Radio Jove volunteers build their own radio telescopes and listen to radio storms from Jupiter and much more. The following three levels of Radio Jove participation are suggested for Radio Jove observers. The suggestions are provided as a general guideline for standardization of Radio Jove amateur observatories and science activities. Listening to radio storms requires patience, learning, and researching basic electronics and radio astronomy material from a variety of sources. It also involves tracking down radio frequency interference that is all around us every day. The hard work pays off when you are rewarded by detecting your first signals from outer space. This unique science activity can lead you to even more exciting radio astronomy adventures.

LEVEL ONE:  Novice. This level pertains to individuals interested in learning more about Radio Jove. Radio Jove is all about an interest in radio signals received from Jupiter Radio Storms, solar flares, and other galactic sources. Other activities include, reading great books like "Listening To Jupiter", articles like "Where Do I Start?", the Jove Brochure, watching the Educational CD and asking questions. It is suggested the novice obtain a copy of Radio SkyPipeII software. You can enjoy invaluable training in learning its capabilities. Here are some Skypipe Frequently Asked Questions. Learn more about Jupiter science. When you decide to progress on to level two you will already be familiar with the software. See Skypipe chart video with sounds of Solar Bursts, Jupiter Bursts and more. For fun open Skypipe and start it while listening to one of the Jupiter/Sun files and you will see the graph on your Skypipe software. For an explanation of astronomy terms see this glossary.

LEVEL TWO: Intermediate.  Building the standard RadioJove R1.1 RJR Jove Receiver Manual and matching RJ1.2 RJA Jove dual dipole Antenna Manual are available for ordering on another web site HERE. The Complete RJK Radio Jove kit contains not only the receiver kit, a host of valuable software, and the antenna kit. You will need some basic soldering tools to compete the receiver kit. A basic autoranging digital multimeter is also handy for testing the receiver construction. Look here for a quick how to solder video. Or, here for a detailed soldering tutorial. Use only lead-free rosin core solder (Do not use acid core solder) and use a smaller size diameter like .031 or .020 is best. A pre-built tested receiver is also available separately if you prefer not to build the kit. The antenna kit contains all the wire and miscellaneous parts except the PVC pipe, tent pegs and guy rope. An RF-2080 Calibrator is absolutely essential for obtaining useful calibrated charts. Without calibration a chart indicates only relative signal strengths.  A calibrated chart will indicate received Antenna Temperatures in Kelvin that is essential for scientific analysis. There is a built-in easy to use calibration routine in Skypipe. Construction of the Radio Jove receiver kit and antenna kit provides a multitude of learning new skills including soldering and basic electronics.  It’s FUN!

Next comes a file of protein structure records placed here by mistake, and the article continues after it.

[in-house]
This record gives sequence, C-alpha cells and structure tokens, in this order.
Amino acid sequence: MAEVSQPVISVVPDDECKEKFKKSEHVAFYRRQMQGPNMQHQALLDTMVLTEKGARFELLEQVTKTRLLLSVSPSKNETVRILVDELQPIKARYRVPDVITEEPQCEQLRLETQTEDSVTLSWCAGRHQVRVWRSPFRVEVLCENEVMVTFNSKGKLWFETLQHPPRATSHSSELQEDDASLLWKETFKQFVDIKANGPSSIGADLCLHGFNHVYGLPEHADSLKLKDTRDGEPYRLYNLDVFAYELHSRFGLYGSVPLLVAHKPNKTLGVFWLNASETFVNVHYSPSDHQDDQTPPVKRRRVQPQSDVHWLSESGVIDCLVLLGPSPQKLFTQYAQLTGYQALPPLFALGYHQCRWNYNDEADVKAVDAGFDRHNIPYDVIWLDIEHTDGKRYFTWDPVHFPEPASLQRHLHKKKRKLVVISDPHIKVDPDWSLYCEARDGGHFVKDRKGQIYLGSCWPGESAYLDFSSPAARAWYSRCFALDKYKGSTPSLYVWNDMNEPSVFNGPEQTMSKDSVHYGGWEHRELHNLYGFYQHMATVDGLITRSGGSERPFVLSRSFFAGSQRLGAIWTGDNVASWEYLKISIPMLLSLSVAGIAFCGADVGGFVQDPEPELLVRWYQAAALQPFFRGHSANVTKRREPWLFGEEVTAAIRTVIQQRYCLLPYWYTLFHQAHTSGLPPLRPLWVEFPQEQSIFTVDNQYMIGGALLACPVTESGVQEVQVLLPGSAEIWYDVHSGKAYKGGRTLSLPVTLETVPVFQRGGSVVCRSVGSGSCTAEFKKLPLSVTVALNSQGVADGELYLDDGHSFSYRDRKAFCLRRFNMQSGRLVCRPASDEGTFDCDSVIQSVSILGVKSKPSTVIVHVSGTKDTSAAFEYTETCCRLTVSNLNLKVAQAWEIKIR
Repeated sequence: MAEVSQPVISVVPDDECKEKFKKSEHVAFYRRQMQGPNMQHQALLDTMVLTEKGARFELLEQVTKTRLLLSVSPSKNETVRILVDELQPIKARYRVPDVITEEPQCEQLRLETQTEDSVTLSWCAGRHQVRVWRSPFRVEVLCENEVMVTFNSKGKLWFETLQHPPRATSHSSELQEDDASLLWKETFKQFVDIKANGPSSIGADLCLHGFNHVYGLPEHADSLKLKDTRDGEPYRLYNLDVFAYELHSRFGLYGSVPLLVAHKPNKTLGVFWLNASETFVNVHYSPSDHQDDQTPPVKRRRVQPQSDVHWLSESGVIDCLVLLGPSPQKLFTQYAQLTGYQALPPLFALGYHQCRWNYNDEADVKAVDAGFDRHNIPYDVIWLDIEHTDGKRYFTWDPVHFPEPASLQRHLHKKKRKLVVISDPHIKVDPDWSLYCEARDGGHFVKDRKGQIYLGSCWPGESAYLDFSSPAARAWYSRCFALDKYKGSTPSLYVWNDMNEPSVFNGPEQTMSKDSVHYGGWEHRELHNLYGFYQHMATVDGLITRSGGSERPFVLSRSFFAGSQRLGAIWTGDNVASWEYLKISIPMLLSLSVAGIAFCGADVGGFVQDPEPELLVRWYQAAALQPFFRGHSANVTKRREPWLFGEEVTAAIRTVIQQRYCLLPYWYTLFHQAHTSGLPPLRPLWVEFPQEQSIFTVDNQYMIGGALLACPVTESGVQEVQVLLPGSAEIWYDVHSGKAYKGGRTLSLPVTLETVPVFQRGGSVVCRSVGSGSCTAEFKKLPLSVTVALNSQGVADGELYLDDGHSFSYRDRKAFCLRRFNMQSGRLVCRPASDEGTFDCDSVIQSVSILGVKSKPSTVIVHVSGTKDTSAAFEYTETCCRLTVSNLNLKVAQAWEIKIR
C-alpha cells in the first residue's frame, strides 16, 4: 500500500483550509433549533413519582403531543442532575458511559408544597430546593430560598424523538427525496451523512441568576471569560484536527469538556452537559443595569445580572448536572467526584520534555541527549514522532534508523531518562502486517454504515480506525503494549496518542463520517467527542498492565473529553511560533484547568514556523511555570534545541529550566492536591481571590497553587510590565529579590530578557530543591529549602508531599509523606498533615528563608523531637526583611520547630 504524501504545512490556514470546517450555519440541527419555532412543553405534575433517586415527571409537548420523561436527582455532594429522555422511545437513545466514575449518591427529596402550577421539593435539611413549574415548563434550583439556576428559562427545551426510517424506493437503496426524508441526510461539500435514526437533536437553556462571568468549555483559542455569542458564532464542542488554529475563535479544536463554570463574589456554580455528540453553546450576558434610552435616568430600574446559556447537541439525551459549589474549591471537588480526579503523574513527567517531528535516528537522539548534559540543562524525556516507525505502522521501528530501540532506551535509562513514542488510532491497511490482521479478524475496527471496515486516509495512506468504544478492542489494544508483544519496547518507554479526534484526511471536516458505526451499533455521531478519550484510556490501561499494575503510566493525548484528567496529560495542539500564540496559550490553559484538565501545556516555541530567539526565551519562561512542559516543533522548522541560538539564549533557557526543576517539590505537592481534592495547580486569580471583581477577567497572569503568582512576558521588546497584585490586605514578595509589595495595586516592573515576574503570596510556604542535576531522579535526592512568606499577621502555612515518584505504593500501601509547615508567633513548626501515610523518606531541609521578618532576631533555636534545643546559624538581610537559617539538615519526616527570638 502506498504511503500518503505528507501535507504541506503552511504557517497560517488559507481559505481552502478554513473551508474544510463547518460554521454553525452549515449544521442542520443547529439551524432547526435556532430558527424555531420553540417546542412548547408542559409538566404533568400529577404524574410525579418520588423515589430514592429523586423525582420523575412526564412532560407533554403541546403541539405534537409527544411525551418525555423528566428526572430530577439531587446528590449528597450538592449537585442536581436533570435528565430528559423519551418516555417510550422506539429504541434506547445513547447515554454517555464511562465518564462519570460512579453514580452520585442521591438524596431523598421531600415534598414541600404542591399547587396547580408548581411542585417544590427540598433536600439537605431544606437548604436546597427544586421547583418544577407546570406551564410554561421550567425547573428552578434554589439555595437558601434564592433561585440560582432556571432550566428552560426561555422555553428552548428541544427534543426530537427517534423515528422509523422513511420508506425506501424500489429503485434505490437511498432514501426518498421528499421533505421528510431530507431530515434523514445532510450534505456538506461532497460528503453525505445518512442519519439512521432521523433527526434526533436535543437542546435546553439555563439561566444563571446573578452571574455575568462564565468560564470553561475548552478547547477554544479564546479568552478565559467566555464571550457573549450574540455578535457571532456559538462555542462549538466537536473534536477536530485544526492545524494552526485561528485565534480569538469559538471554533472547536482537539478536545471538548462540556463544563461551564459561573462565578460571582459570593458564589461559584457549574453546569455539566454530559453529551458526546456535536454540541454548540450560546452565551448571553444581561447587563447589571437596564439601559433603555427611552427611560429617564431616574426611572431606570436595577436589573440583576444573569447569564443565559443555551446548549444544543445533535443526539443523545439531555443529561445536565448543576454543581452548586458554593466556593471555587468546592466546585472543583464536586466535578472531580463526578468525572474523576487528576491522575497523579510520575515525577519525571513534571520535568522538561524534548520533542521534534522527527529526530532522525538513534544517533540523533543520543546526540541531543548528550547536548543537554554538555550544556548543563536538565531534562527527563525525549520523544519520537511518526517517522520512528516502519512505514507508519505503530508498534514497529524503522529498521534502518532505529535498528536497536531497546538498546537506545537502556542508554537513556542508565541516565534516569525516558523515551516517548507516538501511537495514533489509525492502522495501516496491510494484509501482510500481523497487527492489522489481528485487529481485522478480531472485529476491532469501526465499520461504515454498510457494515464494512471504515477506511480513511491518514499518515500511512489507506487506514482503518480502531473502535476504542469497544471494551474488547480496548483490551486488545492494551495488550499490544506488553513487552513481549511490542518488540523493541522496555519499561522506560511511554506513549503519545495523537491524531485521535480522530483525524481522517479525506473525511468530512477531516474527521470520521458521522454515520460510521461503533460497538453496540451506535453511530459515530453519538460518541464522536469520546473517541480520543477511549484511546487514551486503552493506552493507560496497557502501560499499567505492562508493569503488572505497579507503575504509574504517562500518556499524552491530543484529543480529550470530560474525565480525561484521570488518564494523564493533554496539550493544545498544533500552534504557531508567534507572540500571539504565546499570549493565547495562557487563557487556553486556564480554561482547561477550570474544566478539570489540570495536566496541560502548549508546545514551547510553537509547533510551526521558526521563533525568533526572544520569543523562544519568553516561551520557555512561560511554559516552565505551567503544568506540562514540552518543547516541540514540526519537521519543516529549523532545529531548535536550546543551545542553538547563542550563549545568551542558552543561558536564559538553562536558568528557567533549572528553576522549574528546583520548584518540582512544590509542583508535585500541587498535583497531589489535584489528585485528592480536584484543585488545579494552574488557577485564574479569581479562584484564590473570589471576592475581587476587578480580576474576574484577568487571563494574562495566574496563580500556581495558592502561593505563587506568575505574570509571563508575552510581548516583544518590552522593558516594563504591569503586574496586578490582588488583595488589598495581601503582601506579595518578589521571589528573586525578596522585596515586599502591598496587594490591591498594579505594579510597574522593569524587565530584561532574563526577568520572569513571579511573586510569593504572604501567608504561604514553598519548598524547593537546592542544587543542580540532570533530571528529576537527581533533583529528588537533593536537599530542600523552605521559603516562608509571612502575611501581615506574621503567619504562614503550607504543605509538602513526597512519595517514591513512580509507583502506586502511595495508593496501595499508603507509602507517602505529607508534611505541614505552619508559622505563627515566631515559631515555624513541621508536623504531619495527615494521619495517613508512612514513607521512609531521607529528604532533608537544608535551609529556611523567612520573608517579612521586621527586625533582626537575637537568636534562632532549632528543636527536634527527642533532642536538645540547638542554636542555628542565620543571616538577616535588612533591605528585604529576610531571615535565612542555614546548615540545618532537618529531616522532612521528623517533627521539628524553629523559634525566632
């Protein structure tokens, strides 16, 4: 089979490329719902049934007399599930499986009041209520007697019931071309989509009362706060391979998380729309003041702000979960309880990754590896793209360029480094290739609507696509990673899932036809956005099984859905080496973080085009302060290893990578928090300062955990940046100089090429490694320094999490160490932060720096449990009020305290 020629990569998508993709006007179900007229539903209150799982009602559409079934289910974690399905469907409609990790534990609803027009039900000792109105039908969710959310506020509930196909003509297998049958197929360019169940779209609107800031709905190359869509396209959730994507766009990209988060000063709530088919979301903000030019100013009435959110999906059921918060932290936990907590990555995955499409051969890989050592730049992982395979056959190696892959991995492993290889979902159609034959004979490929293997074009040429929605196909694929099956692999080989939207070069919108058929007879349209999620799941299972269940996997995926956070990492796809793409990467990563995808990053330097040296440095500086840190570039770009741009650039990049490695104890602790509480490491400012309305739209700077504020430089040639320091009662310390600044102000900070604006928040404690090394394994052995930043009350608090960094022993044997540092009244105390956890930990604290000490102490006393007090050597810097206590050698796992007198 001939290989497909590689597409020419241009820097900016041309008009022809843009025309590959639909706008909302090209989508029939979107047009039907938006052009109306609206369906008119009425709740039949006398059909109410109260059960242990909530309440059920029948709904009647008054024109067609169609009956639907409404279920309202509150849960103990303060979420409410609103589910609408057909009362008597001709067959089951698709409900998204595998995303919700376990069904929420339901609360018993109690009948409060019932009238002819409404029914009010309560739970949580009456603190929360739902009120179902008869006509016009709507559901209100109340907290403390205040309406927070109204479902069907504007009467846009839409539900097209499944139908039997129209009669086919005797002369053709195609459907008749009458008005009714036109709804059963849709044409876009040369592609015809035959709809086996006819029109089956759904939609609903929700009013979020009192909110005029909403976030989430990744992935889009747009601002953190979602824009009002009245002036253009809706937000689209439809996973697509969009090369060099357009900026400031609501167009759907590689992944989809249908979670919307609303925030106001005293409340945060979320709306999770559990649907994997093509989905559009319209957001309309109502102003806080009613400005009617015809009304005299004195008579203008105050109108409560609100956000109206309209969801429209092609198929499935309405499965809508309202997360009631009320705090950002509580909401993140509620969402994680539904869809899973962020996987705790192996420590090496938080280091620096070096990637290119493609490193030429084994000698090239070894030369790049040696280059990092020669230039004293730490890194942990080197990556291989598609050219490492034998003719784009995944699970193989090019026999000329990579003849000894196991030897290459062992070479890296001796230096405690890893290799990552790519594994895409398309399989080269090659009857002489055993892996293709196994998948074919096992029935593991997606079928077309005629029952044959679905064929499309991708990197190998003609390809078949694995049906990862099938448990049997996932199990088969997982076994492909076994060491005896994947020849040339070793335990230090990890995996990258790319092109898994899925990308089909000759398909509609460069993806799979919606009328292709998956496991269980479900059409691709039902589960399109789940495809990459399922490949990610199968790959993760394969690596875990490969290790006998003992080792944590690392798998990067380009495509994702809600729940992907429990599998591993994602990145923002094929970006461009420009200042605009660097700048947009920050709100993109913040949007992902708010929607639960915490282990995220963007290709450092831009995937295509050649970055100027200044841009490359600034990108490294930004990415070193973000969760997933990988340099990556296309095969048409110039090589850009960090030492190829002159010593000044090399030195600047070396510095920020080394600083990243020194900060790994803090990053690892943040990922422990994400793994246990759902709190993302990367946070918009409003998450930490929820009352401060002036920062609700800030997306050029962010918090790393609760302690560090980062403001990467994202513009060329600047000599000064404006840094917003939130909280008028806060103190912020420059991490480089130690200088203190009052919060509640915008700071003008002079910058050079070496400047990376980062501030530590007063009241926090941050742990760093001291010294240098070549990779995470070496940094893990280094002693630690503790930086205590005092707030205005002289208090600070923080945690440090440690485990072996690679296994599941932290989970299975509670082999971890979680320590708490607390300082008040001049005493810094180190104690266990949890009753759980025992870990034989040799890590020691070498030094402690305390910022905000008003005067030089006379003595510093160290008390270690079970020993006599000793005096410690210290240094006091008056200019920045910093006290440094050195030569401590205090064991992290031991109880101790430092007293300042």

LEVEL THREE:  Advanced. Making long term galactic background observations, Jupiter storms and solar observations and uploading the results to the Radio Jove Archive involves more advanced spectrographic equipment, a broadband antenna and more work. However, it must be noted that Radio Frequency Interference (RFI) is a universal problem. Every site has at least some RFI at one time or another. RFI has many sources such as AC power lines, refrigerators, thermostats, other electronic equipment such as TV’s and Radios, and many external sources. Troubleshooting and reducing RFI takes much time and effort but is an essential task. The use of Ferrite Cores for RFI reduction on all cables is a starting point. One should not post observations on the internet until the RFI issue has been rectified to the best degree possible. Preparing and maintain engineering observation logs is a great habit to develop. Obtain and install a Terminated Folded Dipole (TFD) broadband antenna. Other science activities include observing, logging, and recording Jupiter and solar spectrographic events. At this level advanced radio astronomy work can be accomplished to provide NASA scientists information for their detailed investigative science work. Some of the investigations include observation of so called Tee Pees in 12 or 24 hour spectrographs, study of the effects of lightning on spectrographs, study of S and L bursts and their relationship to Io positions,CAS A scintillations and many more. Future advances in SDR technology will soon produce other choices of SDR receivers. An example of an Advanced Radio Jove Observatory is provided.

ADDITIONAL ADVANCED LINKS: Jupiter, Study FAQ's, solar events, galactic hump, Spectrograph Users Group (SUG), Software Defined Receiver, SDRPlay, Installing and using Radio Sky Spectrograph software.

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Website Manager: Larry Dodd, K4LED